The limits of us

I had taken this photo of the youngest niece when she was six months old and sitting in a baby bathtub. She’s fifteen now, and growing into a very personable adult. I looked into her eyes in this photo and had the disconcerting feel that her glance has not changed. I know it is not possible; she did not have control over her head movements then, and her eyes probably did not focus. But somewhere in that glance is evidence of the mind that she has. I’m sure many of you have similar experiences with people you love.

My first thought is that it is a matter of personality. But I read that a personality takes time to develop. Instead, what I think I’m seeing is her temperament; that is the word that experts use for the mental orientation that develops into personality. That probing curiosity, that skeptical openness to new things, am I reading too much into that glance of a six month old? I’ve been with her on too many of her explorations to mistake that. That look in her eyes has not changed.

A person’s mental activities are entirely due to the behavior of nerve cells, glial cells, and the atoms, ions, and molecules that make them up and influence them

The Astonishing Hypothesis, by Francis Crick (1994)

The most believable models of the early development of the brain take us to the very limits of what we now know. Behaviour that we know and recognize is the surface; behind it are layers of processes no one really comprehends. At the bottom of it all is the neuro-chemistry which scientists are beginning to get a handle on. How does the genetics of neurotrasmitter densities map on to temperament? No one knows. This is why the astonishing hypothesis still remains a hypothesis; even after a quarter century of astonishing progress. Part of the problem may be that the question is not precise enough. These are wonderful questions, and they take us right to the limits of understanding who we are. It is a pity that the subject was born so late, I’ll not be alive when it is able to satisfy my curiosity.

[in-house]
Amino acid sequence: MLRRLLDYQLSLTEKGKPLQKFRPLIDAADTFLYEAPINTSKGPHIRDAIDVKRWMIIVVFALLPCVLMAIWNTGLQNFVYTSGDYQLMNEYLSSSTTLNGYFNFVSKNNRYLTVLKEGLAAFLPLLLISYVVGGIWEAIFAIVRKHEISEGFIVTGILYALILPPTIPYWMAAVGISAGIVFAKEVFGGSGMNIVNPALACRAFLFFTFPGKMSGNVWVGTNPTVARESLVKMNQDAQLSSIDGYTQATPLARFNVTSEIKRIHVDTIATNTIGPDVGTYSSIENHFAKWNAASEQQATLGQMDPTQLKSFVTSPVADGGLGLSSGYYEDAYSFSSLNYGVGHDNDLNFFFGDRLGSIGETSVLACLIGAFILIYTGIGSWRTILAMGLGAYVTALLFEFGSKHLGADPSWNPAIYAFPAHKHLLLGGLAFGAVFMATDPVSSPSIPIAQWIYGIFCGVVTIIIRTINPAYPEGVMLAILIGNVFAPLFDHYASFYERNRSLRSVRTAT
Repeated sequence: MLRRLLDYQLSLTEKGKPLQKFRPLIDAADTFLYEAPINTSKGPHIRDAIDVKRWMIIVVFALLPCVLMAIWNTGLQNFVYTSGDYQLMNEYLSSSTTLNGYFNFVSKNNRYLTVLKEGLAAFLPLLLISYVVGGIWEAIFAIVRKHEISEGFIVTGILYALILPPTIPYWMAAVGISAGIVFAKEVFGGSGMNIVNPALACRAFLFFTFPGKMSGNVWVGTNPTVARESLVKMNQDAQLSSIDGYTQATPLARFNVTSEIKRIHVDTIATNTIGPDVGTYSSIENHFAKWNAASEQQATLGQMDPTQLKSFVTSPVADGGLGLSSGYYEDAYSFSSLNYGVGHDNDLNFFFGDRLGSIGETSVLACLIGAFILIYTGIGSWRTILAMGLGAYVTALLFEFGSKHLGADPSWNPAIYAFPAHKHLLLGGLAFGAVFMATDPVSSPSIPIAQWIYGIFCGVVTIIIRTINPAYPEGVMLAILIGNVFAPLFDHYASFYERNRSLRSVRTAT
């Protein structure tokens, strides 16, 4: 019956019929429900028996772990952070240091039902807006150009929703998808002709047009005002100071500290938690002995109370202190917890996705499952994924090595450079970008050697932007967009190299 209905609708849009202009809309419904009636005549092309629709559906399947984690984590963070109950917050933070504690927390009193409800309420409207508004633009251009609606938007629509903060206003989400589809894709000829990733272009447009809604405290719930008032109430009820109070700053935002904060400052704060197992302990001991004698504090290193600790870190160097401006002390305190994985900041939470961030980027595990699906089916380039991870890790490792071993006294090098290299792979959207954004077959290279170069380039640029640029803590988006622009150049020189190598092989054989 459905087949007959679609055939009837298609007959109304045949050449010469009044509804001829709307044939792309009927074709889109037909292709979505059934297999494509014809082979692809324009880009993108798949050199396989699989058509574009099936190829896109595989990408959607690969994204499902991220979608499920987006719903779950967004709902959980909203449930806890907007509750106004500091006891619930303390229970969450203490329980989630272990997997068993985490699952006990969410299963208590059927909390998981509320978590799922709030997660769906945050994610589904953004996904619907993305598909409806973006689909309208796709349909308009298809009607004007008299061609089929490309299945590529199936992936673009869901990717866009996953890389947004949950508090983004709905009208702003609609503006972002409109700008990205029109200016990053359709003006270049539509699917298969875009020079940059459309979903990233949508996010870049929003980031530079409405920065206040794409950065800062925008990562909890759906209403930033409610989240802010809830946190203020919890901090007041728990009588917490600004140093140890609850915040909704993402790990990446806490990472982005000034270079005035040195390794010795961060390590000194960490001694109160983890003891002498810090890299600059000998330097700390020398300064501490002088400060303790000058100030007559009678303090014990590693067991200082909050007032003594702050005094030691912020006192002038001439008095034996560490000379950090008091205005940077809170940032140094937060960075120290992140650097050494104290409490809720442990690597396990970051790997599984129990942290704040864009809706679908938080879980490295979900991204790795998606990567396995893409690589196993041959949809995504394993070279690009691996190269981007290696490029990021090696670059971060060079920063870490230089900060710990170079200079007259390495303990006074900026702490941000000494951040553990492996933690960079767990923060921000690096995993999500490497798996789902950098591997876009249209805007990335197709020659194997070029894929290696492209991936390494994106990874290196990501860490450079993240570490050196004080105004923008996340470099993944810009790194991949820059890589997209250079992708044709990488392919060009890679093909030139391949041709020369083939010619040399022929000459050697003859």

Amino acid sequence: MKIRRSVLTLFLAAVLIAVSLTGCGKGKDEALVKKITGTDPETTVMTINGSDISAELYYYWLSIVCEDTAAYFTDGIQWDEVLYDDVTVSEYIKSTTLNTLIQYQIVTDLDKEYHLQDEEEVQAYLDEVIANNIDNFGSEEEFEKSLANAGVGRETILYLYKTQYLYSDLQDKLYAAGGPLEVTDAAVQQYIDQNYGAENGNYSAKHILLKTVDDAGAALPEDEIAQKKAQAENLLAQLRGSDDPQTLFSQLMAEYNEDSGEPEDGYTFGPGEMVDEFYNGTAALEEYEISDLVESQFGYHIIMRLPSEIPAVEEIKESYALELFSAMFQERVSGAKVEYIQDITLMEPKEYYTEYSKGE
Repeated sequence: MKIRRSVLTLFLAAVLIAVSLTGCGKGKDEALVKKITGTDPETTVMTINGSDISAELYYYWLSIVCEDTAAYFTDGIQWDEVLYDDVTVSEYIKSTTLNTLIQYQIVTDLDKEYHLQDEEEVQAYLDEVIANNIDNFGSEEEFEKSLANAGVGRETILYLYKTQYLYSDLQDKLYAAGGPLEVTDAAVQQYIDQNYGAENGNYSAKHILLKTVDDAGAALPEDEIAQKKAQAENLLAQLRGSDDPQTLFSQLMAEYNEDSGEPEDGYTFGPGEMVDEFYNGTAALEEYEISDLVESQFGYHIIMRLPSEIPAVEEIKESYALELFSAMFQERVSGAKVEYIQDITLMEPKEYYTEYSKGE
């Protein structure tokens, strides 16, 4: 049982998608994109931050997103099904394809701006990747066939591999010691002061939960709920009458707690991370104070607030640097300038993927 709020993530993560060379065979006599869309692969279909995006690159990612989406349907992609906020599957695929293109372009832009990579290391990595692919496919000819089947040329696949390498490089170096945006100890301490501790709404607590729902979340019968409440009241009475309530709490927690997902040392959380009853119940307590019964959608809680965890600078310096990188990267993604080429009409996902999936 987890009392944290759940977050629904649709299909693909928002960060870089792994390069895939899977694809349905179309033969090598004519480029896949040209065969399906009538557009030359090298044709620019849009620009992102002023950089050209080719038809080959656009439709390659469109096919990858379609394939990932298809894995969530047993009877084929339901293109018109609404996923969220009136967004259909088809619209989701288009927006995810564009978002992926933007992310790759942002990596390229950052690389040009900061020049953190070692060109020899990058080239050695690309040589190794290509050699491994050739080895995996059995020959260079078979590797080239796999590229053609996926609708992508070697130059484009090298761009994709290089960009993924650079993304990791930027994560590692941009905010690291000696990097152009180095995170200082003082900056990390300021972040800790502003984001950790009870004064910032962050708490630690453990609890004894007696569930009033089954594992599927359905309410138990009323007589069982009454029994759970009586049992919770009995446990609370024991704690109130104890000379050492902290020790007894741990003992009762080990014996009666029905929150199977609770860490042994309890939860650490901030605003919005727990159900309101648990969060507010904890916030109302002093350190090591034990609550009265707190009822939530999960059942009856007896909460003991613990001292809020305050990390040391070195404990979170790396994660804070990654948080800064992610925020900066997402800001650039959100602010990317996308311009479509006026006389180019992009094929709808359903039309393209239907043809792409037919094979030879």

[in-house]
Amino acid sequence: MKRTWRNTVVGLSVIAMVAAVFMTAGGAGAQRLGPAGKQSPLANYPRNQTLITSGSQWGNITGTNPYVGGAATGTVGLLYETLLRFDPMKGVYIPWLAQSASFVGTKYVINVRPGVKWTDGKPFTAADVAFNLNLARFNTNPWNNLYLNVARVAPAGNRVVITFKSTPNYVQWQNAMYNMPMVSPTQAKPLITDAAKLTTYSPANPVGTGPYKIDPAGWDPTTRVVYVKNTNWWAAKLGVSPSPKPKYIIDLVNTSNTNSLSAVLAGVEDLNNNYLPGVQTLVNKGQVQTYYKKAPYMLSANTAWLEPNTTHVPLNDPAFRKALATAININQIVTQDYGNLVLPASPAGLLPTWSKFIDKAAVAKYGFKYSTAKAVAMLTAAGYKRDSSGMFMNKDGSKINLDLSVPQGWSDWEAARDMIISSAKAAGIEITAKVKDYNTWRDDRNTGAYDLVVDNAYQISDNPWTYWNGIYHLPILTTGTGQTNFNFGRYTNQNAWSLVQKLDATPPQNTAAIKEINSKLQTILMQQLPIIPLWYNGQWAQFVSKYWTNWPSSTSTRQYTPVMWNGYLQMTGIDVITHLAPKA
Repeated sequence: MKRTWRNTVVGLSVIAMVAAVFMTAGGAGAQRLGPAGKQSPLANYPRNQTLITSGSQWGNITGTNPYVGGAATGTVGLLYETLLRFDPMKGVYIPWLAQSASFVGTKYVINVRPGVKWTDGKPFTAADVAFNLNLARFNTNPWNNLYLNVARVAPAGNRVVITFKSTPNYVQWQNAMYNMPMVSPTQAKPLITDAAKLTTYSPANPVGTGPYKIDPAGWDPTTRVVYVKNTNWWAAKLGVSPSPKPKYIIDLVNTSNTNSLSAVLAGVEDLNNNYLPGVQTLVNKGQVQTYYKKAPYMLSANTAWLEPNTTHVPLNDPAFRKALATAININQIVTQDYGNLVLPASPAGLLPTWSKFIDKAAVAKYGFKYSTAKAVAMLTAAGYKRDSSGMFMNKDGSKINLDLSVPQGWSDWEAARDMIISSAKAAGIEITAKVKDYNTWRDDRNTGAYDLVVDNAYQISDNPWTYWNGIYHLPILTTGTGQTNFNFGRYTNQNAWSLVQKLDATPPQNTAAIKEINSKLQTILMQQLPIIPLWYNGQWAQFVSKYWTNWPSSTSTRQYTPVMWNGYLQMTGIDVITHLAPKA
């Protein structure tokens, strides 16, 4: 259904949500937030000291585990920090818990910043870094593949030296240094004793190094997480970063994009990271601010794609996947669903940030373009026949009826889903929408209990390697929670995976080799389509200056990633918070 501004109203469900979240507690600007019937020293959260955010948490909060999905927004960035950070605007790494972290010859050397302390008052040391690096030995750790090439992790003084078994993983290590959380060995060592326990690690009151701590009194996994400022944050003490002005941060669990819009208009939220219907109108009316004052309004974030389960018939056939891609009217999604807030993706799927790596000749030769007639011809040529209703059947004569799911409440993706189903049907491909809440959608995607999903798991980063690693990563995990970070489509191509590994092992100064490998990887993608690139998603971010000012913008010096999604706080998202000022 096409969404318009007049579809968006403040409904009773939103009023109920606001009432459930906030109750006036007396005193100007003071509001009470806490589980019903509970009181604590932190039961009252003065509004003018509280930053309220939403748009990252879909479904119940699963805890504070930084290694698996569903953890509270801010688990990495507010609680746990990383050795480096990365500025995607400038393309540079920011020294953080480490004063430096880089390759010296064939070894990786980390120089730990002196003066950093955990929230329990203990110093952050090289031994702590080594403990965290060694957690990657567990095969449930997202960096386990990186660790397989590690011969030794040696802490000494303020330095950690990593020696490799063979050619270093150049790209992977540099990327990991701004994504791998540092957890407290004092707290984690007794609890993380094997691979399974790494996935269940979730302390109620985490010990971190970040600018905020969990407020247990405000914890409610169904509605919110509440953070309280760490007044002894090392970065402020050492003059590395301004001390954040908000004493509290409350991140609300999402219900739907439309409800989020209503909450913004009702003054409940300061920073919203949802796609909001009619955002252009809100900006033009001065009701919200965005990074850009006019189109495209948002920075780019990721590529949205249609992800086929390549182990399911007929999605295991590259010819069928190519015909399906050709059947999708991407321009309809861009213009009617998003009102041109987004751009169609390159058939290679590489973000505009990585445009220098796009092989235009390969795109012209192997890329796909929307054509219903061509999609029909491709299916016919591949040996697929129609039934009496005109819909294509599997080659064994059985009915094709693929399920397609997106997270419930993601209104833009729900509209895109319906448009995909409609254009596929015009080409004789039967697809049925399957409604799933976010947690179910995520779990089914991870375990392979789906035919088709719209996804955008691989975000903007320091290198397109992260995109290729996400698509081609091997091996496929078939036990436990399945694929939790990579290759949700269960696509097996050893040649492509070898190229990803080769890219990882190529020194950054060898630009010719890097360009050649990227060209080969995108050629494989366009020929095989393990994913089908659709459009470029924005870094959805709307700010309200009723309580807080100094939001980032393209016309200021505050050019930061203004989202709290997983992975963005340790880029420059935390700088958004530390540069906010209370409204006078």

Angry birds

The jungle babbler (Turdoides striata) is rather common. You can see them easily in any jungle or copse of trees near farmlands. They travel in flocks of several individuals which chatter constantly with each other. Listen to their constant calling, and you can follow the sound to see them hopping from branch to ground and back again, looking for insects to eat. They are supposed to have beautifully coloured eggs, but I’ve neither seen an egg, nor a nest.

The uniform grey specimens with yellow beaks which we saw in and around Pench National Park belong to the subspecies T. striata orientalis. These are the quintessential angry birds. They look so much like some of the birds in that game that I wonder if the creators took inspiration from these birds. Apparently they coexist with T. striata somervillei, which are a little darker and have a rufous rump and tail. I didn’t notice any, but they could have been around in Pench.

Jungle babbler in Pench National Park